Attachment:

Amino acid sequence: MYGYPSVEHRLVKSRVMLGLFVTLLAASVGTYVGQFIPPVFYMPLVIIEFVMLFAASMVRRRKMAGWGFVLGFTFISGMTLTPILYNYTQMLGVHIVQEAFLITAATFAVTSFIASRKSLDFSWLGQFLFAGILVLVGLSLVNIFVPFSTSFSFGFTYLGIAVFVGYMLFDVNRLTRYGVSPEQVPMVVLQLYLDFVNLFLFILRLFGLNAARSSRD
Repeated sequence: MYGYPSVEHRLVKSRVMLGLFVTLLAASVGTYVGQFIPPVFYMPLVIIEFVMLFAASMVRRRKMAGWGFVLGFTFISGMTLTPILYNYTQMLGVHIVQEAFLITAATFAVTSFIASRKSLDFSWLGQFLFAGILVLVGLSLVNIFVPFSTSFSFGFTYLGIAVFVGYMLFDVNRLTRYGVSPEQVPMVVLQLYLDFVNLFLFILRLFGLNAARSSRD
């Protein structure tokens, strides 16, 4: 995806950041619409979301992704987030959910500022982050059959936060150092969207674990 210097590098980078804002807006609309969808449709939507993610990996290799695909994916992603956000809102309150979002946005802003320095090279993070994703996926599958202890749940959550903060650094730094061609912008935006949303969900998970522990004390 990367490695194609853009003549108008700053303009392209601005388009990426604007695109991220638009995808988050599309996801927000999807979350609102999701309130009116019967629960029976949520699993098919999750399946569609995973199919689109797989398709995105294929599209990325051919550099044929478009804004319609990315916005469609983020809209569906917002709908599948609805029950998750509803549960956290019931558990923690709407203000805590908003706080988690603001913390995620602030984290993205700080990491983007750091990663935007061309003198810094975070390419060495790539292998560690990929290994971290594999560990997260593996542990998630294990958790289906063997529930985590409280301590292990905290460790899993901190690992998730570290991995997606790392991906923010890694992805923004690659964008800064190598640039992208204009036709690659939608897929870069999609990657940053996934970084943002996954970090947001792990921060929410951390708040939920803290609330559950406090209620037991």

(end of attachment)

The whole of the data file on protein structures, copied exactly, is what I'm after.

Amino acid sequence: MYGYPSVEHRLVKSRVMLGLFVTLLAASVGTYVGQFIPPVFYMPLVIIEFVMLFAASMVRRRKMAGWGFVLGFTFISGMTLTPILYNYTQMLGVHIVQEAFLITAATFAVTSFIASRKSLDFSWLGQFLFAGILVLVGLSLVNIFVPFSTSFSFGFTYLGIAVFVGYMLFDVNRLTRYGVSPEQVPMVVLQLYLDFVNLFLFILRLFGLNAARSSRD
Repeated sequence: MYGYPSVEHRLVKSRVMLGLFVTLLAASVGTYVGQFIPPVFYMPLVIIEFVMLFAASMVRRRKMAGWGFVLGFTFISGMTLTPILYNYTQMLGVHIVQEAFLITAATFAVTSFIASRKSLDFSWLGQFLFAGILVLVGLSLVNIFVPFSTSFSFGFTYLGIAVFVGYMLFDVNRLTRYGVSPEQVPMVVLQLYLDFVNLFLFILRLFGLNAARSSRD
């Protein structure tokens, strides 16, 4: 995806950041619409979301992704987030959910500022982050059959936060150092969207674990 210097590098980078804002807006609309969808449709939507993610990996290799695909994916992603956000809102309150979002946005802003320095090279993070994703996926599958202890749940959550903060650094730094061609912008935006949303969900998970522990004390 990367490695194609853009003549108008700053303009392209601005388009990426604007695109991220638009995808988050599309996801927000999807979350609102999701309130009116019967629960029976949520699993098919999750399946569609995973199919689109797989398709995105294929599209990325051919550099044929478009804004319609990315916005469609983020809209569906917002709908599948609805029950998750509803549960956290019931558990923690709407203000805590908003706080988690603001913390995620602030984290993205700080990491983007750091990663935007061309003198810094975070390419060495790539292998560690990929290994971290594999560990997260593996542990998630294990958790289906063997529930985590409280301590292990905290460790899993901190690992998730570290991995997606790392991906923010890694992805923004690659964008800064190598640039992208204009036709690659939608897929870069999609990657940053996934970084943002996954970090947001792990921060929410951390708040939920803290609330559950406090209620037991």